Online shopping allows for price comparison, convenience, and variety. But it’s especially easy to impulse spend. I’d like to optimize online spending for frugality and simplicity.
The online shopping cycle generally looks like this: You need or want something→ Find the right product→Shop→ Buy. Let’s break down each step.
Identifying what you need
In the spirit of my previous post on organization and simplification, let’s err on the side of simplicity with our belongings. This increases overall life satisfaction and decreases your cognitive load. Develop a system resistant to impulse. Focus on deriving lasting practical value from purchases.
Eliminate the near occasion of impulse buys: Download UBlock. This eliminates excessive advertisements. Cutting impulses at their source is the best method to avoid them. Even with an Adblocker like UBlock, you’ll still get impulses to buy things.
Time conquers impulse
A potent method for eliminating impulse online purchases is to label impulse as such and wait for it to pass. Recognizing your buying impulse will help you gain emotional distance from it. For ideas that are not fleeting impulses, have a rule written down that will govern your buying in all situations. Make it easily accessible. I like to say that before I buy anything online, it must have been written on a list through at least one night’s sleep. I then judge it by the rules: (1) Will I use it fairly regularly? (2) I am getting the best price? (3) Will it bring either a commensurate amount of pleasure or utility for its cost? I do believe that this contemplation helps separate buying habits from emotions. This is key to saving money.
Your product search has probably been repeated thousands of times. It likely has been explicitly answered online. Tap into this. Use Google to search using the methods I outlined here. Look for heavily upvoted posts on Reddit, Quora, and Stack Exchange mentioning the questions relevant to your product search.
Example Search Questions: Will these headlights fit on my car? What types of pants go best will a madras shirt? What headphones are best for sprinting in the rain?
My good friend Ian had a splendid idea a few years ago to search for alternative products by typing in “vs” after a product name and allowing Google to make suggestions. Great.
Amazon as a research tool
Browse through the 3 and 4-star reviews on Amazon. All the other reviews on Amazon are either fake or too heavily biased. Search for “reviews” here if you want an explanation for this. Before you buy anything, identify what is is exactly you need and if there is anything out there that does this. Use Amazon’s best sellers in each category coupled with average ratings to get an idea of the overall value of that product.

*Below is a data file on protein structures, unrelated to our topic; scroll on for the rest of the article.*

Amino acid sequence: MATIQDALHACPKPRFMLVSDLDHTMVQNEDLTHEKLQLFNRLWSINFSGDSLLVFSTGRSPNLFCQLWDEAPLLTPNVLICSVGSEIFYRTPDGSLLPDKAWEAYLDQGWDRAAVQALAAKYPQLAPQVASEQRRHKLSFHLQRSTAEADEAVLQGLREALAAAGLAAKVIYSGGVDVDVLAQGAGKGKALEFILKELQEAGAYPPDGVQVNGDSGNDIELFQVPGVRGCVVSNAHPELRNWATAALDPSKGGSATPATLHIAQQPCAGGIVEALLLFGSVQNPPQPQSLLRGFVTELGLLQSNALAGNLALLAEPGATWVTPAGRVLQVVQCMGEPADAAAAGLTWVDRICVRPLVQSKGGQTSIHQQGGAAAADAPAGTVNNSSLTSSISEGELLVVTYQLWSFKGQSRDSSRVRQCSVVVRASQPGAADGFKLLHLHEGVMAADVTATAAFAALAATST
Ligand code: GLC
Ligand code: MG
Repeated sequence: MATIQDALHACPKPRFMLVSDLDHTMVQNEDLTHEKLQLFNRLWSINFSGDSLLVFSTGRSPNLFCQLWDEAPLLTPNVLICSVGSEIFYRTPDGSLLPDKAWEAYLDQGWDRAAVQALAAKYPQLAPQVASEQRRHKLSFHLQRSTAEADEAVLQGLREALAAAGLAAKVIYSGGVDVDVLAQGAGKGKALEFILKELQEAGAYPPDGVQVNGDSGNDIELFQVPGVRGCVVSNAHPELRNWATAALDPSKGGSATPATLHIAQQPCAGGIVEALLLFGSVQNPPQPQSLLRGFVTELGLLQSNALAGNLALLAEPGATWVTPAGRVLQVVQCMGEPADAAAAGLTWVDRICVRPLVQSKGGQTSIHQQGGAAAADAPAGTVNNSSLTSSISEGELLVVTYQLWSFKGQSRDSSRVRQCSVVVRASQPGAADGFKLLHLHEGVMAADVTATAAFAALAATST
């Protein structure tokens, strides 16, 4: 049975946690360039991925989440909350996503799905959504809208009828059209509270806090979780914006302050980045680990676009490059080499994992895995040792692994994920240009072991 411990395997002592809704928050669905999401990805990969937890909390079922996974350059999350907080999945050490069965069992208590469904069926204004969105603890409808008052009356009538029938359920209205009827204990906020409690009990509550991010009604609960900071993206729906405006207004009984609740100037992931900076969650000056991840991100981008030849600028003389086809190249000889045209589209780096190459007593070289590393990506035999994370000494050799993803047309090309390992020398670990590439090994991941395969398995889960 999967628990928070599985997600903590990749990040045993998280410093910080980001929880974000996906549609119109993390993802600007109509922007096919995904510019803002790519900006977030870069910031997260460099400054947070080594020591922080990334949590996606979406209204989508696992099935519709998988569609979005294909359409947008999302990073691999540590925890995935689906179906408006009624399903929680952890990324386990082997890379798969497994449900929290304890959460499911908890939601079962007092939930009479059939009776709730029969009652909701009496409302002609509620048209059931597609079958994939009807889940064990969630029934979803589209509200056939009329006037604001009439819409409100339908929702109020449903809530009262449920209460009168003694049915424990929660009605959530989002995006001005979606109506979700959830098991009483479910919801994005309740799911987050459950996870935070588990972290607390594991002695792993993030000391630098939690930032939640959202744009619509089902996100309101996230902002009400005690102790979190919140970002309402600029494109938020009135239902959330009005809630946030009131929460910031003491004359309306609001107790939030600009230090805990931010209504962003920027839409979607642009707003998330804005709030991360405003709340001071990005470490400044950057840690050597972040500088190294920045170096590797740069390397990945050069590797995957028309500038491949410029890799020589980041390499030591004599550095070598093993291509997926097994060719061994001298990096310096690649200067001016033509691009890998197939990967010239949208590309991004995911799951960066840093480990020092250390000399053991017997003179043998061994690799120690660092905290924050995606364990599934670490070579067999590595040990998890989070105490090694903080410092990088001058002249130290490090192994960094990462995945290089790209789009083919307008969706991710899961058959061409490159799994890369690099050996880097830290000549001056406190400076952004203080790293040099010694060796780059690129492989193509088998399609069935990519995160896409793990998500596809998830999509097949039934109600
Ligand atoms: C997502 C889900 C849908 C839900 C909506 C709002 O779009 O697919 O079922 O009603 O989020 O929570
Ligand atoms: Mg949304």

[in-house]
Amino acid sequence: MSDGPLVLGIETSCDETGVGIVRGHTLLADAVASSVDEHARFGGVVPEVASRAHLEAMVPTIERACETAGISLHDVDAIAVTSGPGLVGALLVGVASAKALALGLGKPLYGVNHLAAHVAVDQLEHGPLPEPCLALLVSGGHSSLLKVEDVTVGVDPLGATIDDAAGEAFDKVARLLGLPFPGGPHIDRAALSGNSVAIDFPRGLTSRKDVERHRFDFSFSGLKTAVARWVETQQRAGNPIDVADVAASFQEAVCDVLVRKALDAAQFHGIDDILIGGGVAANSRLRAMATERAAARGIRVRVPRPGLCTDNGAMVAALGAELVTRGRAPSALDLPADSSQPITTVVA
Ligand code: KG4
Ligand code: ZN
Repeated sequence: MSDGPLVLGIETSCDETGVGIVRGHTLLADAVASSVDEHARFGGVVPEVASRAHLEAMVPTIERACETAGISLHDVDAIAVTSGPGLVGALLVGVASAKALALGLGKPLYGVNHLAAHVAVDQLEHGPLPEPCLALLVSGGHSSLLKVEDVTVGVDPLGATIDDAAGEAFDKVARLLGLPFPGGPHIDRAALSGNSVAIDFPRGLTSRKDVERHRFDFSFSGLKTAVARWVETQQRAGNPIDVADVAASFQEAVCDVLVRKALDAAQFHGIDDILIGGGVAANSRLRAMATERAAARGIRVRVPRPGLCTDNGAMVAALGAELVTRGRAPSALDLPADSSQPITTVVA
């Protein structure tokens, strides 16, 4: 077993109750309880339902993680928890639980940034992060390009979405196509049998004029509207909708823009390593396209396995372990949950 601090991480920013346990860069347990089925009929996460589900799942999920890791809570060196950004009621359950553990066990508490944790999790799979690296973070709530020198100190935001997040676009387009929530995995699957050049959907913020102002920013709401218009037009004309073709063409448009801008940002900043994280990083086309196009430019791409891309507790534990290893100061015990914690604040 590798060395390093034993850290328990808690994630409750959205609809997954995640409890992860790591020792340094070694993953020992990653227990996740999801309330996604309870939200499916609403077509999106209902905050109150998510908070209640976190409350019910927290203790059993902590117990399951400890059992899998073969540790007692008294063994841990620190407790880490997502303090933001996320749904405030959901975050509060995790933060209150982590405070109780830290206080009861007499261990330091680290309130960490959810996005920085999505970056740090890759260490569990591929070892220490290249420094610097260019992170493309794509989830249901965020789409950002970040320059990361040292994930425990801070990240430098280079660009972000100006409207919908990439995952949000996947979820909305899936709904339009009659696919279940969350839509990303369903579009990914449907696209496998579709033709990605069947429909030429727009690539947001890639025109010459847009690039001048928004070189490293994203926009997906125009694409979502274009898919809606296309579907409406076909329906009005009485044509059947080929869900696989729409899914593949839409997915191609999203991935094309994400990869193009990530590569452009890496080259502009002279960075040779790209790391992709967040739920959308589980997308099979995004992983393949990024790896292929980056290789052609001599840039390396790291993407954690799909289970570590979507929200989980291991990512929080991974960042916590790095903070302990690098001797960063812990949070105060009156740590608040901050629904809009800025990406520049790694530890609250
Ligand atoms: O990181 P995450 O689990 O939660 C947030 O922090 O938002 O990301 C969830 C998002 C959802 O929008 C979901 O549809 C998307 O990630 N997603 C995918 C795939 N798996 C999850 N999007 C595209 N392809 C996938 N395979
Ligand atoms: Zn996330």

Now the fun part: shopping. Where you search is going to depend on what you’re looking for…
For cars, use autotempest.com to get a gauge of local pricing. For heavy craigslist-type items, use searchtempest.com to track an item’s value across every Craigslist in the U.S. For apartments see this post. Focus on Craiglist, Pad Mapper, and Zillow. Use Google to find offline housing opportunities. Think about nearby university housing classifieds’ sites or Facebook groups of like-minded individuals who may be looking to rent or sell their place. Consider soliciting friends and family. They all want you to thrive and find a great place.
For other items, use Ebay Completed listings (an option on Ebays left-hand search bar) to see what others paid for the item you’re looking for. Use Amazon’s recommended items on product pages along with their “Customers ended up buying this.” Also, look for best-rated items in your product’s category. Oftentimes you’ll find a substitute product that’s better than the one you’re looking for. On Ebay, think about various ways your product may be categorized or named. Oftentimes lazy sellers won’t register all the details of a product, so you may have to rely on keywords rather than the left-bar search menu for finding the best deals.
If there’s a category of product you’re into, find forums or email alerts that crowdsource deal finding for that type of product. For instance, if I’m looking for deals on clothes, I’ll keep posted on reddit.com/r/frugalmalefashion. Other folks may benefit from SlickDeals or FatWallet.
If you’re buying non-Ebay/Amazon, check Google for discount codes. They can often be found through Retailmenot.com. For example, I saved an easy $10 on a foodie event in Philly last month with an Amtrak.com referral code that was publicly listed online.
The easiest purchase mode online is definitely Amazon Prime. Free and fast shipping to anywhere in the US. At $99/year, if you buy more than 15 items from them per year I’d say it’s worthwhile. Be sure you’re only buying from sites that start with https:. This indicates they have a secured connection. Buy with a cash-back credit card. My Capital One gets me 1.5% back on everything I buy. Don’t let that incentivize you to spend more, though. You still have to pay for the other 98.5%.
Note that many retailers offer a generous return policy that allows us all to treat our homes like dressing rooms. Take advantage of flexible return policies to find the right size clothing and test out electronics. Just be sure you read the fine print.
With a patient attitude, a diligent eye, and a few of these tips, you’ll save hundreds of dollars per year online.